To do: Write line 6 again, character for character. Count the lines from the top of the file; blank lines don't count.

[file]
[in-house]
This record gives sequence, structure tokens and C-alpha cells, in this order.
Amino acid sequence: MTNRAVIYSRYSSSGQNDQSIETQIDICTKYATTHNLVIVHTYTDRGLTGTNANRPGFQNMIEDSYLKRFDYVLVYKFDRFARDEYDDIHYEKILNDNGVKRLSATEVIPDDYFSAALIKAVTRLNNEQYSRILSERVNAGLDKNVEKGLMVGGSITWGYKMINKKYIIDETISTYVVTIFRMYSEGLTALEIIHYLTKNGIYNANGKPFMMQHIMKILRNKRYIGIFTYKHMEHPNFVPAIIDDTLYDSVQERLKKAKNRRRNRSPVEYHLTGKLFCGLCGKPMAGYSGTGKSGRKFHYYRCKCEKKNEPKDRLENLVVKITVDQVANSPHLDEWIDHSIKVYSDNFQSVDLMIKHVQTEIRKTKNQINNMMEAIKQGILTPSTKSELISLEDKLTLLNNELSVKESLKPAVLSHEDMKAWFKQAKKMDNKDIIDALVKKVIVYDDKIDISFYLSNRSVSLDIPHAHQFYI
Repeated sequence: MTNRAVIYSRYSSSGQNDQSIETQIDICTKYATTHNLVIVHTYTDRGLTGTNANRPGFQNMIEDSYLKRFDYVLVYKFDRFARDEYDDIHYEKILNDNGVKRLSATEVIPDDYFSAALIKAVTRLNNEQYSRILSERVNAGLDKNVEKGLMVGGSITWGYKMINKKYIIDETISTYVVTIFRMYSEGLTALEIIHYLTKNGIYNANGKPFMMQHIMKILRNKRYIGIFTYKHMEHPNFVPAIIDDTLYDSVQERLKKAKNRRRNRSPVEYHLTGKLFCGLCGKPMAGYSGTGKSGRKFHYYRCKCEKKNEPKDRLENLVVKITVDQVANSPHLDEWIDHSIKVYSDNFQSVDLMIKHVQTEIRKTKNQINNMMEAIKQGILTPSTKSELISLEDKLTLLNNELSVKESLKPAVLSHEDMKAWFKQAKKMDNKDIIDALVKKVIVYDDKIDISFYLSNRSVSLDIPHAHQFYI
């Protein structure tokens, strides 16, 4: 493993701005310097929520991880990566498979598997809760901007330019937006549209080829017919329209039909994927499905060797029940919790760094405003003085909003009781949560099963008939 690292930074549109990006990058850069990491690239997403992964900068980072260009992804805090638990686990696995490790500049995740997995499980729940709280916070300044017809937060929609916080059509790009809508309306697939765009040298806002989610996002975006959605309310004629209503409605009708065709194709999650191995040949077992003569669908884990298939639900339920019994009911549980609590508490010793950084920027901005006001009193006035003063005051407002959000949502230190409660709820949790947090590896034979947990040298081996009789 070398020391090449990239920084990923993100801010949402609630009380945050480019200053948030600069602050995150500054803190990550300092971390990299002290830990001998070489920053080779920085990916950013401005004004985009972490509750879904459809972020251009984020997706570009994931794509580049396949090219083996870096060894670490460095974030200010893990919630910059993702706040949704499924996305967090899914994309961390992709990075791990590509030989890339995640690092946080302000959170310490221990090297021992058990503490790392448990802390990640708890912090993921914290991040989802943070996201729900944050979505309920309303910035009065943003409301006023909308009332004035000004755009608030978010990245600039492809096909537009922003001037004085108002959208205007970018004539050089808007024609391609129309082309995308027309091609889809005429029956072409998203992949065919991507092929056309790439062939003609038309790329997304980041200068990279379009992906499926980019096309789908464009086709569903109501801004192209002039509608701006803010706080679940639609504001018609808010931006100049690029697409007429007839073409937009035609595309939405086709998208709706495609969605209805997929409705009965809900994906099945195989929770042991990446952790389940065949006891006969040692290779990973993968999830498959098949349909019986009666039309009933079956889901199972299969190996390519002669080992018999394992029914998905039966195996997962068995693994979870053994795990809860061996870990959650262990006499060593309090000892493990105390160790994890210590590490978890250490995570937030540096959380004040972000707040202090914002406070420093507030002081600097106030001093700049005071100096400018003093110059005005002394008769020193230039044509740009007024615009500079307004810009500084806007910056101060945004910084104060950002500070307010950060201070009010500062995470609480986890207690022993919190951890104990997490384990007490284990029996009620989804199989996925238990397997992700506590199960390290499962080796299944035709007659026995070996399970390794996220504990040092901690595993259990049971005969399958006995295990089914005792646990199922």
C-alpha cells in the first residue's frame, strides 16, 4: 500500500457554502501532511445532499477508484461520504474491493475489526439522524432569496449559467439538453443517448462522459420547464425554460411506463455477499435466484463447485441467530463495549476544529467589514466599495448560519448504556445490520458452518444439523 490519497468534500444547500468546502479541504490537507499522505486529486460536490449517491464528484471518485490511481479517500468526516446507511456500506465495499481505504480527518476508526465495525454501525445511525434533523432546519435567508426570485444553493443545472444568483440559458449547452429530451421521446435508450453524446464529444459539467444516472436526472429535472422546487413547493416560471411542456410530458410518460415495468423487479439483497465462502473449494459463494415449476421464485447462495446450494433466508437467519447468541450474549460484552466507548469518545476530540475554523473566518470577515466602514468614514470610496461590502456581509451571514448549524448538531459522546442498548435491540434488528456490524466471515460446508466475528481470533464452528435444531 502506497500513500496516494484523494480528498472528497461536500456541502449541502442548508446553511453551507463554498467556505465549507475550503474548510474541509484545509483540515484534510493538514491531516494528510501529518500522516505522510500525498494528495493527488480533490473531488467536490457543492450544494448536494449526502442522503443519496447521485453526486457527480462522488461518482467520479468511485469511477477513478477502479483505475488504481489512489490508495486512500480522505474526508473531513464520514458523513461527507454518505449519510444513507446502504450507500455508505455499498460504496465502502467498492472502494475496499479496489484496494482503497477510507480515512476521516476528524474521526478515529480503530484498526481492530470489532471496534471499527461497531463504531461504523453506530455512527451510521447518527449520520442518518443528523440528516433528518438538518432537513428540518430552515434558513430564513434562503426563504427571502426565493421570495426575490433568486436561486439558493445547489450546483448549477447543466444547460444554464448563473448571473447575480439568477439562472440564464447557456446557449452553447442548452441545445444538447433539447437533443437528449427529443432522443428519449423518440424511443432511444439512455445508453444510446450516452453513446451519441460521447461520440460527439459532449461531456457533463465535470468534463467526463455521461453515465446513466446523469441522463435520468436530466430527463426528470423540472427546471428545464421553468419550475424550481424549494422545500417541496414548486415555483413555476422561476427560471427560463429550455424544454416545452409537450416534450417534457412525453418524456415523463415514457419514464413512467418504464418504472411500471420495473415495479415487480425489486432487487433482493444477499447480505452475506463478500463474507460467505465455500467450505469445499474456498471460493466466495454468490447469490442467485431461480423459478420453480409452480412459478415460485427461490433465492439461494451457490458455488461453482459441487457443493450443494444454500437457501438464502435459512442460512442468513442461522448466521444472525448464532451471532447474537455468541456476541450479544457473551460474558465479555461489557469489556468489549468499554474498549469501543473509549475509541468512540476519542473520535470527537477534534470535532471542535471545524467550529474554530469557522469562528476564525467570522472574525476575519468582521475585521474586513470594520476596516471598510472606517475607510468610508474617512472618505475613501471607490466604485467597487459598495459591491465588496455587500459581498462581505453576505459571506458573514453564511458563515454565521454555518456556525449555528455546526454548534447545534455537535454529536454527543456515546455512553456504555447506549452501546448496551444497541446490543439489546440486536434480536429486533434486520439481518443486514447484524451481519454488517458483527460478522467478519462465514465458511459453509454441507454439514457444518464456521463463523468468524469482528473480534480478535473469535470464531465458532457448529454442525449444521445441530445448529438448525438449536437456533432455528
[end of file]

C-alpha cells in the first residue's frame, strides 16, 4: 500500500457554502501532511445532499477508484461520504474491493475489526439522524432569496449559467439538453443517448462522459420547464425554460411506463455477499435466484463447485441467530463495549476544529467589514466599495448560519448504556445490520458452518444439523 490519497468534500444547500468546502479541504490537507499522505486529486460536490449517491464528484471518485490511481479517500468526516446507511456500506465495499481505504480527518476508526465495525454501525445511525434533523432546519435567508426570485444553493443545472444568483440559458449547452429530451421521446435508450453524446464529444459539467444516472436526472429535472422546487413547493416560471411542456410530458410518460415495468423487479439483497465462502473449494459463494415449476421464485447462495446450494433466508437467519447468541450474549460484552466507548469518545476530540475554523473566518470577515466602514468614514470610496461590502456581509451571514448549524448538531459522546442498548435491540434488528456490524466471515460446508466475528481470533464452528435444531 502506497500513500496516494484523494480528498472528497461536500456541502449541502442548508446553511453551507463554498467556505465549507475550503474548510474541509484545509483540515484534510493538514491531516494528510501529518500522516505522510500525498494528495493527488480533490473531488467536490457543492450544494448536494449526502442522503443519496447521485453526486457527480462522488461518482467520479468511485469511477477513478477502479483505475488504481489512489490508495486512500480522505474526508473531513464520514458523513461527507454518505449519510444513507446502504450507500455508505455499498460504496465502502467498492472502494475496499479496489484496494482503497477510507480515512476521516476528524474521526478515529480503530484498526481492530470489532471496534471499527461497531463504531461504523453506530455512527451510521447518527449520520442518518443528523440528516433528518438538518432537513428540518430552515434558513430564513434562503426563504427571502426565493421570495426575490433568486436561486439558493445547489450546483448549477447543466444547460444554464448563473448571473447575480439568477439562472440564464447557456446557449452553447442548452441545445444538447433539447437533443437528449427529443432522443428519449423518440424511443432511444439512455445508453444510446450516452453513446451519441460521447461520440460527439459532449461531456457533463465535470468534463467526463455521461453515465446513466446523469441522463435520468436530466430527463426528470423540472427546471428545464421553468419550475424550481424549494422545500417541496414548486415555483413555476422561476427560471427560463429550455424544454416545452409537450416534450417534457412525453418524456415523463415514457419514464413512467418504464418504472411500471420495473415495479415487480425489486432487487433482493444477499447480505452475506463478500463474507460467505465455500467450505469445499474456498471460493466466495454468490447469490442467485431461480423459478420453480409452480412459478415460485427461490433465492439461494451457490458455488461453482459441487457443493450443494444454500437457501438464502435459512442460512442468513442461522448466521444472525448464532451471532447474537455468541456476541450479544457473551460474558465479555461489557469489556468489549468499554474498549469501543473509549475509541468512540476519542473520535470527537477534534470535532471542535471545524467550529474554530469557522469562528476564525467570522472574525476575519468582521475585521474586513470594520476596516471598510472606517475607510468610508474617512472618505475613501471607490466604485467597487459598495459591491465588496455587500459581498462581505453576505459571506458573514453564511458563515454565521454555518456556525449555528455546526454548534447545534455537535454529536454527543456515546455512553456504555447506549452501546448496551444497541446490543439489546440486536434480536429486533434486520439481518443486514447484524451481519454488517458483527460478522467478519462465514465458511459453509454441507454439514457444518464456521463463523468468524469482528473480534480478535473469535470464531465458532457448529454442525449444521445441530445448529438448525438449536437456533432455528